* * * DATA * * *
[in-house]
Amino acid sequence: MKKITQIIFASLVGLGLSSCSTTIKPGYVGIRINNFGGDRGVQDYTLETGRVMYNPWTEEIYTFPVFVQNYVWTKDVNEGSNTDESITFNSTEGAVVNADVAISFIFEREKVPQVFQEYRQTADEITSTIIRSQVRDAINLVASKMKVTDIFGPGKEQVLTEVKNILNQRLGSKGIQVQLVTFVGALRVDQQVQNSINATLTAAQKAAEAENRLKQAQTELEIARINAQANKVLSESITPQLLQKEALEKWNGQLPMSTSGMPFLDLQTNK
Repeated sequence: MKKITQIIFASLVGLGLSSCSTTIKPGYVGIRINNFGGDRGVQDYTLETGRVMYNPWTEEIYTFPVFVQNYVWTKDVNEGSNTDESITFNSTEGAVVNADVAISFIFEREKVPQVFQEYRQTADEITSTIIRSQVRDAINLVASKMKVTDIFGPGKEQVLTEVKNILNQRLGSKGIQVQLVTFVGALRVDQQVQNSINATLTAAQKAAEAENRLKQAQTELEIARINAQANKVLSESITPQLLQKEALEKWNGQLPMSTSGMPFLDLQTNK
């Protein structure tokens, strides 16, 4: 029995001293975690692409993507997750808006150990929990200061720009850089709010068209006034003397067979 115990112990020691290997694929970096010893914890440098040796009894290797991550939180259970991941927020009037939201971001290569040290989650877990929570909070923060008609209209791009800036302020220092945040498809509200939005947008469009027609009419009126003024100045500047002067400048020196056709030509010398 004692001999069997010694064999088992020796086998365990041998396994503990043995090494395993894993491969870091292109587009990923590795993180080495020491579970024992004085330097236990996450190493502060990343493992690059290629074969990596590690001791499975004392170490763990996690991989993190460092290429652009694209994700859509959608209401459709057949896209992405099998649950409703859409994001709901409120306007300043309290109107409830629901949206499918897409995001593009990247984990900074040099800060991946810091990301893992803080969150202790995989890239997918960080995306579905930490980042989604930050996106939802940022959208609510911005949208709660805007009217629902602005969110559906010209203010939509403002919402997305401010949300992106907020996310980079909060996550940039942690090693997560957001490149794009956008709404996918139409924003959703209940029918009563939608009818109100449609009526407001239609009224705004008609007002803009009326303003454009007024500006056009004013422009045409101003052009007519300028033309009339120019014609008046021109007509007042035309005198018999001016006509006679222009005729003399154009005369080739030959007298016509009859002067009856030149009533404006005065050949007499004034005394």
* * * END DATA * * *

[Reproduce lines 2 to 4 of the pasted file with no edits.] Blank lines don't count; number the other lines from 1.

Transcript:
Amino acid sequence: MKKITQIIFASLVGLGLSSCSTTIKPGYVGIRINNFGGDRGVQDYTLETGRVMYNPWTEEIYTFPVFVQNYVWTKDVNEGSNTDESITFNSTEGAVVNADVAISFIFEREKVPQVFQEYRQTADEITSTIIRSQVRDAINLVASKMKVTDIFGPGKEQVLTEVKNILNQRLGSKGIQVQLVTFVGALRVDQQVQNSINATLTAAQKAAEAENRLKQAQTELEIARINAQANKVLSESITPQLLQKEALEKWNGQLPMSTSGMPFLDLQTNK
Repeated sequence: MKKITQIIFASLVGLGLSSCSTTIKPGYVGIRINNFGGDRGVQDYTLETGRVMYNPWTEEIYTFPVFVQNYVWTKDVNEGSNTDESITFNSTEGAVVNADVAISFIFEREKVPQVFQEYRQTADEITSTIIRSQVRDAINLVASKMKVTDIFGPGKEQVLTEVKNILNQRLGSKGIQVQLVTFVGALRVDQQVQNSINATLTAAQKAAEAENRLKQAQTELEIARINAQANKVLSESITPQLLQKEALEKWNGQLPMSTSGMPFLDLQTNK
């Protein structure tokens, strides 16, 4: 029995001293975690692409993507997750808006150990929990200061720009850089709010068209006034003397067979 115990112990020691290997694929970096010893914890440098040796009894290797991550939180259970991941927020009037939201971001290569040290989650877990929570909070923060008609209209791009800036302020220092945040498809509200939005947008469009027609009419009126003024100045500047002067400048020196056709030509010398 004692001999069997010694064999088992020796086998365990041998396994503990043995090494395993894993491969870091292109587009990923590795993180080495020491579970024992004085330097236990996450190493502060990343493992690059290629074969990596590690001791499975004392170490763990996690991989993190460092290429652009694209994700859509959608209401459709057949896209992405099998649950409703859409994001709901409120306007300043309290109107409830629901949206499918897409995001593009990247984990900074040099800060991946810091990301893992803080969150202790995989890239997918960080995306579905930490980042989604930050996106939802940022959208609510911005949208709660805007009217629902602005969110559906010209203010939509403002919402997305401010949300992106907020996310980079909060996550940039942690090693997560957001490149794009956008709404996918139409924003959703209940029918009563939608009818109100449609009526407001239609009224705004008609007002803009009326303003454009007024500006056009004013422009045409101003052009007519300028033309009339120019014609008046021109007509007042035309005198018999001016006509006679222009005729003399154009005369080739030959007298016509009859002067009856030149009533404006005065050949007499004034005394």